In addition to the BI tools noted above, some companies have successfully employed open source business intelligence and reporting tools. Examples include BIRT, JasperReport and Pentaho. For example, Pentaho provides a reporting tool as well as integration and data mining capabilities. When evaluating which business intelligence tools to use, most companies should devote special attention to the practical ease of producing business intelligence reports and using the business intelligence dashboard. An effective and thorough selection process requires active involvement of all parties who will be using business intelligence software on a regular basis.
Business Intelligence Reading List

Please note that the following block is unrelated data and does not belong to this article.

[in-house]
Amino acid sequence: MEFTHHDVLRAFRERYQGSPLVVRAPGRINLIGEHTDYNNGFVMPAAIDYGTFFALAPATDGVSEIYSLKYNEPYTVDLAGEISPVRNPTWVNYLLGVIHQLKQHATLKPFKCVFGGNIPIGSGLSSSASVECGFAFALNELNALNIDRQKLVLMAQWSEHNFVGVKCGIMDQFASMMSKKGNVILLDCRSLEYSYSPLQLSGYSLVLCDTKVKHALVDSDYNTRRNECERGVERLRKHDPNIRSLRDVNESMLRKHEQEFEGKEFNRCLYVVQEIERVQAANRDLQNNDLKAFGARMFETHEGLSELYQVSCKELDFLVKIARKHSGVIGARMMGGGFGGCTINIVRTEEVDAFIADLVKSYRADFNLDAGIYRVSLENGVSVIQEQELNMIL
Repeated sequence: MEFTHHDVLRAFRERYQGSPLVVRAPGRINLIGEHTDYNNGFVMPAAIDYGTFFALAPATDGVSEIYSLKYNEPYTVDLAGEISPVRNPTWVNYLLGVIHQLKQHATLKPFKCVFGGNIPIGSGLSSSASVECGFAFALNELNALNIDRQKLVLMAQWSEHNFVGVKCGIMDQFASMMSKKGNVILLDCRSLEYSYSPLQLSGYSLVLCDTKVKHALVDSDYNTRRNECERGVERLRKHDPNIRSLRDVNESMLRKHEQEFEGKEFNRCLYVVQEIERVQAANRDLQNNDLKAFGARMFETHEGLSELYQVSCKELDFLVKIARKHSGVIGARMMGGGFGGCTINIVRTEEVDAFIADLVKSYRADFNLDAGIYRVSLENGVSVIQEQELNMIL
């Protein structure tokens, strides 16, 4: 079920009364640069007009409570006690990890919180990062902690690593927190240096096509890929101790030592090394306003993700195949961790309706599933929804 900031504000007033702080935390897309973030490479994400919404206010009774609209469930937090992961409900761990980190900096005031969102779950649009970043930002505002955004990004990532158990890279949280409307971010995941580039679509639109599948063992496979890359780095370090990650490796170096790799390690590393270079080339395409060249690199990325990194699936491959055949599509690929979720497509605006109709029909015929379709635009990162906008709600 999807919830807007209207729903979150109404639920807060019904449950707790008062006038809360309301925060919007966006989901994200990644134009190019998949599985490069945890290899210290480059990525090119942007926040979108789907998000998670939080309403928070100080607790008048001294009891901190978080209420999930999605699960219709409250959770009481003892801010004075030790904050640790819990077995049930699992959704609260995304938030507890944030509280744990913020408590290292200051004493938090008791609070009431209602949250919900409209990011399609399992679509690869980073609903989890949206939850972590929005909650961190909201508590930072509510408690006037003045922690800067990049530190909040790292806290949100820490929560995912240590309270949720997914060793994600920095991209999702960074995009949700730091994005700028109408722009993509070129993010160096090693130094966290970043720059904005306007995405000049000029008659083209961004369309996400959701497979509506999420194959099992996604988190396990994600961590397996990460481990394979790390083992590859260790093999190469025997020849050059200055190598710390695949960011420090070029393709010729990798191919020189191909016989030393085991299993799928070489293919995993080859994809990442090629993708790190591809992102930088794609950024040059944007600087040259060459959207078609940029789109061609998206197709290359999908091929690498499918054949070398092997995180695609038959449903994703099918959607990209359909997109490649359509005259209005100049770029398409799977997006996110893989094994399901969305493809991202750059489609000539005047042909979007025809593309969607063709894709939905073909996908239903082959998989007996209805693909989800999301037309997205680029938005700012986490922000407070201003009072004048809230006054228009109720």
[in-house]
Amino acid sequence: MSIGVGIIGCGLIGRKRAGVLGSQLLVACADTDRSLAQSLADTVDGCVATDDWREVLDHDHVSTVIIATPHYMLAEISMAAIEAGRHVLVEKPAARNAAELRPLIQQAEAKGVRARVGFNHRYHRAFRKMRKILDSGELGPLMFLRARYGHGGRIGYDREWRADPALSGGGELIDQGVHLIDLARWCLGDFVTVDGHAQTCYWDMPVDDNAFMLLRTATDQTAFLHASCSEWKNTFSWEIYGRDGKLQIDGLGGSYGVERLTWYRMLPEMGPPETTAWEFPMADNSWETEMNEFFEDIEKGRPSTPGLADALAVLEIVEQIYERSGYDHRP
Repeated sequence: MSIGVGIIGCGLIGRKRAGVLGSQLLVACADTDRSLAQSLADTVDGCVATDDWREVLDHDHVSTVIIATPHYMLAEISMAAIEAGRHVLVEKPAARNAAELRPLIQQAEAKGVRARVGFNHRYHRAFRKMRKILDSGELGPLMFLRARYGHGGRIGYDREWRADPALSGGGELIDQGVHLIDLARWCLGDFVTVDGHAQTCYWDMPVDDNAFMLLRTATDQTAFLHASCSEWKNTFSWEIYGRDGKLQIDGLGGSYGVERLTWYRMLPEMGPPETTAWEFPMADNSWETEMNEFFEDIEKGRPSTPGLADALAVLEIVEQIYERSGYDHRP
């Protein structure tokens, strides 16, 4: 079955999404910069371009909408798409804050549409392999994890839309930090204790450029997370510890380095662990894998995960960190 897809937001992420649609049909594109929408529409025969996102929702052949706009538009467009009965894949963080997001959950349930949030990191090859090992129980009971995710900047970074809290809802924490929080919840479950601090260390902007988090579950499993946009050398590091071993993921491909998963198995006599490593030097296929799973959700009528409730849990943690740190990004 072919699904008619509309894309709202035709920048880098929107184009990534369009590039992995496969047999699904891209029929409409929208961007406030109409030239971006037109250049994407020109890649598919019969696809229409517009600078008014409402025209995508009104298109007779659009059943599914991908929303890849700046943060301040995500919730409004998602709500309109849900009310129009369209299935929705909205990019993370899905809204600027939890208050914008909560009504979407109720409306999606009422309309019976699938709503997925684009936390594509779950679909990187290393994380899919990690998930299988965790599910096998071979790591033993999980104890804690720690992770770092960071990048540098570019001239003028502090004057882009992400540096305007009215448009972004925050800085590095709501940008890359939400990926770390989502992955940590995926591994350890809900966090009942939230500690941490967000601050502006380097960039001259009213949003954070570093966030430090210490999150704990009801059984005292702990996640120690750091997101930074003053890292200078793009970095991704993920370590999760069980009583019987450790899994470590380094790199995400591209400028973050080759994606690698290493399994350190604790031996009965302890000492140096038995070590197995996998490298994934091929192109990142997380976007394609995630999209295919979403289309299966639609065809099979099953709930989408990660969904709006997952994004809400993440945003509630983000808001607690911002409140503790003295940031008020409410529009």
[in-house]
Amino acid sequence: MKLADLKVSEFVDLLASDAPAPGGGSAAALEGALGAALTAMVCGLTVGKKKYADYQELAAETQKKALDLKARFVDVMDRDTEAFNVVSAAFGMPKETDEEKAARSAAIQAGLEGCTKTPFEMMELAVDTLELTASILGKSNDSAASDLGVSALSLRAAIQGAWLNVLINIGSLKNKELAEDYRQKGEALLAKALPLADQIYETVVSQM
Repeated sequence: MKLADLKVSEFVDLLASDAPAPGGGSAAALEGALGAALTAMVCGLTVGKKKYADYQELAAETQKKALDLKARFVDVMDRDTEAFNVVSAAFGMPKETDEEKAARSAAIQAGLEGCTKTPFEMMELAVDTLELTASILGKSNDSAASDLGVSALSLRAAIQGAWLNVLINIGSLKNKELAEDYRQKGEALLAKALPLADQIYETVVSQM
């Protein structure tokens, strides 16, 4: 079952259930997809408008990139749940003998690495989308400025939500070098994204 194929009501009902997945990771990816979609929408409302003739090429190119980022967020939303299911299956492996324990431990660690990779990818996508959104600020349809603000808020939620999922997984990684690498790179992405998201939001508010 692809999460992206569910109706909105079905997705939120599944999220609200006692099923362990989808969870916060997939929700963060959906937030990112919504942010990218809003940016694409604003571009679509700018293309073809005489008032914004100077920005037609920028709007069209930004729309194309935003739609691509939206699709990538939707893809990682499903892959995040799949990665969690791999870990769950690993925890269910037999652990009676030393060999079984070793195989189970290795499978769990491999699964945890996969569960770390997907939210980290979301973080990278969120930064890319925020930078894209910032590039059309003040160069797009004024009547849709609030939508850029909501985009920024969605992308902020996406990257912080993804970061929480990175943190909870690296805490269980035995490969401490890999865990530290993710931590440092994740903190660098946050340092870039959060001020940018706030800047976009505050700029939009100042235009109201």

With almost-daily changes impacting the world of business intelligence, how can you possibly keep up with what is going on? One time-efficient strategy is to regularly review several of the leading business intelligence periodicals and books. Here are suggested candidates to consider for your reading list:
Business intelligence magazines:
- Business Intelligence Journal — “Business intelligence, data warehousing and analytics news and resources”
- Capacity Magazine — “Source of business intelligence for the global carrier industry”
- Oracle Magazine Online — One recent article: “Big Data Integration”
- IBM Data Magazine — “The forum for smarter business”
- Information Management — “IT business news”
- BusinessIntelligence.com — A recent article: “What Types of Companies Will Benefit Most From Using Mobile BI?”
Business intelligence books:
Too Big to Ignore: The Business Case for Big Data by Phil Simon (2013) — “Big Data allows organizations to find potential gold in the petabytes of tweets, texts, Facebook likes, blog posts and related comments, podcasts, photos, videos and the like.”